Tuesday we took a day trip to Montgomery (about 1.5 hours southeast of Birmingham). As we drove, we could tell it was getting more southern, and we were enjoying the scenery, and feeling super-lucky that we hit Alabama in early August at dry, cooler than usual temperatures!
Our plan was in flux (when isn’t it!?) and so we did the Rosa Parks Museum first. It was fascinating! Harlan had a hard time with the video at the beginning, so I took him out. Then I went back in when the group had moved on, and I got to read the stuff in that room. A few things I learned: the bus boycott was sort of a test case for non-violent activism and pressure, Black travelers had a green book that would tell them where they’d be allowed to buy gas, and get a bite to eat (I was horrified thinking of traveling with a family and not knowing if you’d be able to buy gas), and white insurance companies retaliated against the bus boycotters by changing insurance policies on cars to prevent carpooling and church shuttle wagons. The museum sits on the place where Rosa Parks was arrested.
Porter stands with the statue of Rosa Parks.
We spent an hour at the museum and it went by really quickly. Then, we tried to visit the Dexter Ave Parsonage Museum where Martin Luther King, Jr. lived while the Montgomery bus boycott was happening. One thing we discovered in Montgomery is that most places are actual tours to lead you through a place. I like that and I think that we learn more with a guide, but Harlan is so difficult to manage in enclosed spaces that it sometimes isn’t feasible for us. Instead of doing the tour, we visited the meditation garden and had a snack. Then we were kind of at loose ends, as the other places we’d thought to go weren’t open yet.
Patrick said, “Well, what about the Capitol building.” That seemed like a good idea, and it was close by. We went there and discovered the Dexter Ave King Memorial Church. That was our first amazing find of the day. We walked in, and there was already a tour going, so we couldn’t join in, but a wonderful woman took us all over the downstairs of the church, and invited the boys to sit at Dr. King’s desk, look at his phone and typewriter, and then she took us up to the sanctuary where he gave sermons from 1954-1960. She said the organist at the church today is the same organist from the 1950s! We enjoyed this experience so much, and this is what a personable tour guide can do. She also felt mission to spread the message and love, I believe.
They think they might be the only one’s at school who’ve sat at Dr. King’s desk!
After saving our trip to Montgomery, we walked up to the Capitol. It was interesting, but mostly because the statue in front of the building is a statue of Jefferson Davis. Yet, this is also where MLK gave his “How Long, Not Long” speech after the march from Selma to Montgomery. We talked a little with the kids about why people think these statues should be removed. They agreed and thought a statue to MLK out to replace Davis. We wandered all around the grounds, enjoying finding state flags, looking at a lollypine tree grown from seeds taken to the moon, and viewed from afar the first White House of the Confederacy. Not all the statues are confederates! A pioneer in Gynecology was honored too, and the boys got a big kick out of that.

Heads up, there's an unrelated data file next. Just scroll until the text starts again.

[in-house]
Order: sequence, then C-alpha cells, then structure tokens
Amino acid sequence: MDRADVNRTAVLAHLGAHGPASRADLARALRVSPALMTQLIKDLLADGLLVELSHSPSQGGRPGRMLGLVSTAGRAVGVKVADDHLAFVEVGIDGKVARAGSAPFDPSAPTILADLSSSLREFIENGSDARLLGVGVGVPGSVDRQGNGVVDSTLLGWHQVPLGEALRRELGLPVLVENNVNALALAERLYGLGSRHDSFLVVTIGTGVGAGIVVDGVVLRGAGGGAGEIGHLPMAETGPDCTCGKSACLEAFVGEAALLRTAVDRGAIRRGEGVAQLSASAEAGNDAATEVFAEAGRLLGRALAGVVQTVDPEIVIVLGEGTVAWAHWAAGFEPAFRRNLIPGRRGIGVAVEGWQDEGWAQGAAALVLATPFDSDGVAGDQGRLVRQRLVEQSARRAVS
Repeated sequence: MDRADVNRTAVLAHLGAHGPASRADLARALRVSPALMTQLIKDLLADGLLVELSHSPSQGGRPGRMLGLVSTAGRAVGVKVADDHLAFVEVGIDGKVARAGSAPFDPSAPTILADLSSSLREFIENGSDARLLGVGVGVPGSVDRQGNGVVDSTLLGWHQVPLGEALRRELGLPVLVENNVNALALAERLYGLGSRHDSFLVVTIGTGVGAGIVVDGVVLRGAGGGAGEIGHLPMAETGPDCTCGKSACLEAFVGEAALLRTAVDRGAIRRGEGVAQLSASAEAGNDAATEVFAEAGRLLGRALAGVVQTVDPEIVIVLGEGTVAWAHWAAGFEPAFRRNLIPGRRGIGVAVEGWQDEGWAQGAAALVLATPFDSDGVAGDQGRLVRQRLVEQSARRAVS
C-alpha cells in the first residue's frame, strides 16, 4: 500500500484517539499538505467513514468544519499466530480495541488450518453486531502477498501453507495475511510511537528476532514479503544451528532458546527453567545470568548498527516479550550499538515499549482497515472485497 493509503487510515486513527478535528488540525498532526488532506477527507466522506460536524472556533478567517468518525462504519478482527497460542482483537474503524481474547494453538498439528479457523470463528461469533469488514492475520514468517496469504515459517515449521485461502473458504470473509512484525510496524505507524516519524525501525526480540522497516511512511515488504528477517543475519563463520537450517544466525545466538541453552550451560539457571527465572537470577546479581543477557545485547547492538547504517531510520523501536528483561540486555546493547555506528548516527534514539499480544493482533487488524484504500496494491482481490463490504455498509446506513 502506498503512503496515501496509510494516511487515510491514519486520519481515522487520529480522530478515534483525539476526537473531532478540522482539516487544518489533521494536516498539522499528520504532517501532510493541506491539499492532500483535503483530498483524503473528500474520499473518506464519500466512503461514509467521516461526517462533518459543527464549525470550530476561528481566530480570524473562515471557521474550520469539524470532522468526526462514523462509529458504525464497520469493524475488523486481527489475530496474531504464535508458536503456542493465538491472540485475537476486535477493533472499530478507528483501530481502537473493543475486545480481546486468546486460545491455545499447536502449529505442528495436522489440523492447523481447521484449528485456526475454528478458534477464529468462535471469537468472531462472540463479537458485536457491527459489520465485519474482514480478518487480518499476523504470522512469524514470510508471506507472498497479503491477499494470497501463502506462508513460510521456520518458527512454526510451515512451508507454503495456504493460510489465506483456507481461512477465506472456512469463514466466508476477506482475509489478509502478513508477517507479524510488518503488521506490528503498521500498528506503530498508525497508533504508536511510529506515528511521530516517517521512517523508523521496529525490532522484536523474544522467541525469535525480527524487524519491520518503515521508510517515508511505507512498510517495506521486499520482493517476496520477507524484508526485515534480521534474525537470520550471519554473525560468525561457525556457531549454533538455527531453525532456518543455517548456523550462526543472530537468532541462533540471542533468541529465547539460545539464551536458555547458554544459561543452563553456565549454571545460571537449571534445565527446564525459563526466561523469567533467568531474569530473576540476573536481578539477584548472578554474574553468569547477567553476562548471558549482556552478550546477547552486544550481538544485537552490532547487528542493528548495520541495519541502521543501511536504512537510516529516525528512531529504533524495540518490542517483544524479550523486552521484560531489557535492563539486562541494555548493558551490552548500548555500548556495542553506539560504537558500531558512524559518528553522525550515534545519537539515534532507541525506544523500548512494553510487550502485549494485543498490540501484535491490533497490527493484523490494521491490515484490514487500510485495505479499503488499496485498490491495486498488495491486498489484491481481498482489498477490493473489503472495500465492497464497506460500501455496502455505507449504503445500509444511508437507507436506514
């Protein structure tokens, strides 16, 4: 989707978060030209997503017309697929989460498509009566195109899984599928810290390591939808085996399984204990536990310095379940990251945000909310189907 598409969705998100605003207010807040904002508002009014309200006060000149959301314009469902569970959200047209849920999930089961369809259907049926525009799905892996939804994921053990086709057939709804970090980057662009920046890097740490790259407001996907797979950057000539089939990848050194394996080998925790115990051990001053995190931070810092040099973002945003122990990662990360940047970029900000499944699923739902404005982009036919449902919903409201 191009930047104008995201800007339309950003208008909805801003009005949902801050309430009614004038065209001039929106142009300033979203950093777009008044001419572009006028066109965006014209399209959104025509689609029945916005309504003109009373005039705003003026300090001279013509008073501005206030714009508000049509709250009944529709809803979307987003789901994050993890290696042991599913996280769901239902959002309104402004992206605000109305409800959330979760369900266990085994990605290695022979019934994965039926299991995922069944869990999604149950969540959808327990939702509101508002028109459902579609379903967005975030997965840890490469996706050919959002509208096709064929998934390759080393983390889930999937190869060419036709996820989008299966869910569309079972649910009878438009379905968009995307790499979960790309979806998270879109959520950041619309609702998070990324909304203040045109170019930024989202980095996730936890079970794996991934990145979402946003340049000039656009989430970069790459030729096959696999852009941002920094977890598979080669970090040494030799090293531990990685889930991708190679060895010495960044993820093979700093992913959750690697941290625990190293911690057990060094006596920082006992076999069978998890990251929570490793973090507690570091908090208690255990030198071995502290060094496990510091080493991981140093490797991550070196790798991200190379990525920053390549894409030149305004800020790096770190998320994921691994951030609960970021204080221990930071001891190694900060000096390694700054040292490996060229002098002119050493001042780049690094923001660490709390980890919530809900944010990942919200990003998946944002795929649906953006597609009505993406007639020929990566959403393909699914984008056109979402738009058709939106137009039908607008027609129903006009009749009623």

On this trip, I’ve been to the capital of West Virginia, Kentucky, Tennessee, and Alabama. Before we’re done, we’ll also be in the capital of North Carolina and Virginia!
One thing that I think the older boys are starting to understand that racism may not look the same today, but it still exists and we are responsible for helping to make sure that people aren’t treated unfairly because of who they are. We’ve tried to create teachable moments on this trip, but man, they often pop up out of the kids mouths! I think it’s been confusing for Seamus when he should use different words, especially since the museums use different words to denote different time periods (colored for Jim Crow era segregation, Negro baseball leagues, Black or African American for current day, etc).
After touring downtown, we headed out of town for our picnic at Fort Tolouse-Jackson State Historic Park.
1000 year old Mississippian Mounds
The fort was a fascinating palimpsest of cultures. In a not very long walk, you could see the ancient Mississippian mound (which impressed Patrick and me far more than it did the boys), a reconstructed French Fort Tolouse used to fend off British and Spanish armies in the mid-1700s, the ruins of the American Fort Jackson built for the War of 1812 and to defend against the French and Creek Indians until 1836.
Creek winter and summer dwellings. Alabama is named after the Alabama tribe, part of the Creek confederacy.
Seamus studied American Indian dwellings this year in school, so I asked him if these were similar to those he’d studied. He said no, and I asked him why he thought they weren’t. He did a decent job thinking about how the landscape and customs of different tribes affected how they lived. Gilbert then asked if Creeks still lived in these houses? I asked him, “Do you still live in a fort?” And he got it! Yay!
It was an incredibly busy and fun day. We drove back to Birmingham via the scenic route, passing through the Talladega national forest. Beautiful!
For a treat we stopped at Steel City Pops for a popsicle. I read about the store in 3 days with kids in Birmingham post, and it was definitely special enough to make it an event in itself. Seamus got lavender lemonade and has been talking about it ever since. He is the most adventurous in an ice cream store.
Sweet end to the day!
We came back for a swim and dinner, then bed. They hit the sack with few complaints, thank goodness.